Reflecting on inner work dynamics in one organization, Chaim noted that having children influenced the roles and opportunities allocated to staff, which specifically influenced women. He said, “You might not have the same opportunities available to you because there would be assumptions,” for example, assuming that a woman should (or would rather) “stay home and take care of their kids.” In some cases, he noted women were told, “‘You need to think about your family,’ or ‘Are you sure you can do this project because you are going to start having babies soon?’” A few Palestinian women echoed this due to their extensive experience in a few different organizations, and Nora, a Palestinian project coordinator, noted the ways pregnancy inhibited her ability to work, not due to health reasons or a lack of desire to participate, but because her workplace explicitly limited the types of positions and opportunities she could have had.

When discussing the way organizations recruit group leaders and facilitators from among organizational members, Ortal, an Israeli female project manager with long-term experience in the field, noted that there was not a gendered pattern to who they chose, although she qualified, “some of them are [facilitating] more than others. It depends on how available they are.” This issue - availability - turned out to be key, as several other figures in the organization noted the gendered nature of availability, and the fact that nearly half of the facilitators, who happened to be women, tended to have specific constraints around their time due to childcare.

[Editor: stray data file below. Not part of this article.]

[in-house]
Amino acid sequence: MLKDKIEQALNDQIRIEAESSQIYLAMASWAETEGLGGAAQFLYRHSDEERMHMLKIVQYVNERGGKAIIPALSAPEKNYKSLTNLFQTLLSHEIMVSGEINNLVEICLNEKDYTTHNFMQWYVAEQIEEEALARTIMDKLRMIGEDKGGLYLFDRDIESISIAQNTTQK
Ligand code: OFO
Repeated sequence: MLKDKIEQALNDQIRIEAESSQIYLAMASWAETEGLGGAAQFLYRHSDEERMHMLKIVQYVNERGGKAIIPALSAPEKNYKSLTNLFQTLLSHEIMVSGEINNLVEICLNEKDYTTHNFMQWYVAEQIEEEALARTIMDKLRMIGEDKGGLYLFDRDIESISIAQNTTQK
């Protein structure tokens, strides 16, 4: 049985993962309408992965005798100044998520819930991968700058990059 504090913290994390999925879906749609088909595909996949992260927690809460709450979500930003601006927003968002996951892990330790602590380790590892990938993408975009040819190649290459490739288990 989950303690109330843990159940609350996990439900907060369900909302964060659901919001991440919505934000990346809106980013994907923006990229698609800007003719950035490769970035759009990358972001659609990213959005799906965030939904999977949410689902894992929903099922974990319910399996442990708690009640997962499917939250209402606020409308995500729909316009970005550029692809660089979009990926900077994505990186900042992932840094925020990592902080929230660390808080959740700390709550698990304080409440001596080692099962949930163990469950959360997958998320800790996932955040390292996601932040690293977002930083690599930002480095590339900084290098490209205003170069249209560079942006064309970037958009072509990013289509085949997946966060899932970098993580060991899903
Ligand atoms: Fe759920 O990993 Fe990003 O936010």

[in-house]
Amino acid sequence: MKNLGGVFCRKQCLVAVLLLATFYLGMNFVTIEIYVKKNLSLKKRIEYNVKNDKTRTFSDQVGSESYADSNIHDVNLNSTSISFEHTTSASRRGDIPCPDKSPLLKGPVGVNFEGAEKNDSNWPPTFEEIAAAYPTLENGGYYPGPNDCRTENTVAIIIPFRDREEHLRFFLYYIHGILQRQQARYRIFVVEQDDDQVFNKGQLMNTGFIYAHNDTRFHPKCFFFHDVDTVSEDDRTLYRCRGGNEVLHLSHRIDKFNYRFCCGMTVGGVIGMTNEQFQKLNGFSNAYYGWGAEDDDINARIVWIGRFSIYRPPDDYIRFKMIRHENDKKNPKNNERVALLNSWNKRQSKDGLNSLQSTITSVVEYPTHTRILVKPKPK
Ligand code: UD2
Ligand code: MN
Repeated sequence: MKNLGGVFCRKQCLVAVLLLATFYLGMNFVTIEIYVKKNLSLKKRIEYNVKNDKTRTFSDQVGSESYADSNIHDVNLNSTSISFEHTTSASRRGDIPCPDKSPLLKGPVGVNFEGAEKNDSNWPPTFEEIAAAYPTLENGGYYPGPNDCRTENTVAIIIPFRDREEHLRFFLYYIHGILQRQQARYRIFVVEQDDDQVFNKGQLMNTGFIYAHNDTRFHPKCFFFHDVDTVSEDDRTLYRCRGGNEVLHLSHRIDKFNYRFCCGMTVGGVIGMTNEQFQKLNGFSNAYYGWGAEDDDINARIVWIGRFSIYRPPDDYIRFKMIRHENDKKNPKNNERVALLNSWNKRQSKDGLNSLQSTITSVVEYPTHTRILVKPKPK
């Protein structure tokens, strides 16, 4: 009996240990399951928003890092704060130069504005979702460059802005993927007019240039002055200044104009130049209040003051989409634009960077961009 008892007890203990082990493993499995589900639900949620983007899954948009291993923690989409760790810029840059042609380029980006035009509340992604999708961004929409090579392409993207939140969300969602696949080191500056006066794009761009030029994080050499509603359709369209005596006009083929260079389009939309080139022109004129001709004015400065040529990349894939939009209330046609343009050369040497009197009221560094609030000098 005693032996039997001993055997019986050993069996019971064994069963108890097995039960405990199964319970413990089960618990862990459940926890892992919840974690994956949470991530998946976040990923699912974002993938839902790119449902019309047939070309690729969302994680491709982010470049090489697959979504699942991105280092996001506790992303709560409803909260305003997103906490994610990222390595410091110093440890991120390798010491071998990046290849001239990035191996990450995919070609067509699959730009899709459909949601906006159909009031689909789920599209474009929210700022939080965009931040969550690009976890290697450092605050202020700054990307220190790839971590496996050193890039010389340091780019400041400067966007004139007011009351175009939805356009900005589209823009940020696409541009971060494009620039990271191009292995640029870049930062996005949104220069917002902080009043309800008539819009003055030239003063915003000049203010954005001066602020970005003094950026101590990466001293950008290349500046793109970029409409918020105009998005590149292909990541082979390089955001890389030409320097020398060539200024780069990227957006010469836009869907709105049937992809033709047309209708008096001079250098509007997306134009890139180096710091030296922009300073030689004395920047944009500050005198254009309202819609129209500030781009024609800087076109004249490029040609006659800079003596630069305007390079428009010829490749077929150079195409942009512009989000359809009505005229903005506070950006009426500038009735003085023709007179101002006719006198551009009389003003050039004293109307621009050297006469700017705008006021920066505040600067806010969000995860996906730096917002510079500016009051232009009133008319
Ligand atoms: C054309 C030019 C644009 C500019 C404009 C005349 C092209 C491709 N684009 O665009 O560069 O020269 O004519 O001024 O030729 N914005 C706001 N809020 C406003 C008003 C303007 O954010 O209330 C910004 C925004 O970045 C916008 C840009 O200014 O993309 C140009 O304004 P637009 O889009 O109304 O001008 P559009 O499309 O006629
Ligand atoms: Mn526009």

Studies in other contexts have noted that geographical distance between mothers and mothers-in-laws is correlated to a woman’s attachment to the labour force, as she can rely on family for childcare (Compton and Pollak 2014), and we have observed similar dynamics in our contexts. If Palestinian women with young children would attend a peace organization's meeting, in the event the organization did notprovide childcare, they would often leave their children with family members, as Palestinian families, particularly in the occupied Palestinian territories, live in closer proximity to family than Israelis. Israeli women, in the event they could not make arrangements for their children, would often hire a babysitter, and if these mothers would come out of their ideological commitment to the organization and its vision, they knew that they would ultimately receive less money as part of their earnings would go to childcare.

Liat noted the challenges around times of meetings, where after a full day of work, staff go out to eat and continue to discuss important issues regarding who should be invited to sit on the organization’s board, brainstorm about important topics and come to consensus on it prior to raising it during office hours, or decide which staff member should be sent abroad to lead a binational peacebuilding meeting. Women, “if they choose motherhood, [are] excluded from that,” she said. Hind expressed something similar, “What bothered me is that after every meeting, when there is an evaluation, men meet at night or go to a restaurant, [...] and of course I can’t go. I’m single and from a very conservative family and village, but they [male co-workers] never really pay attention.” While most of these anecdotes address challenges around childcare, particularly in this last reference, it is, more generally, challenges due to family obligations, and a lack of consideration for how issues affect Palestinian women.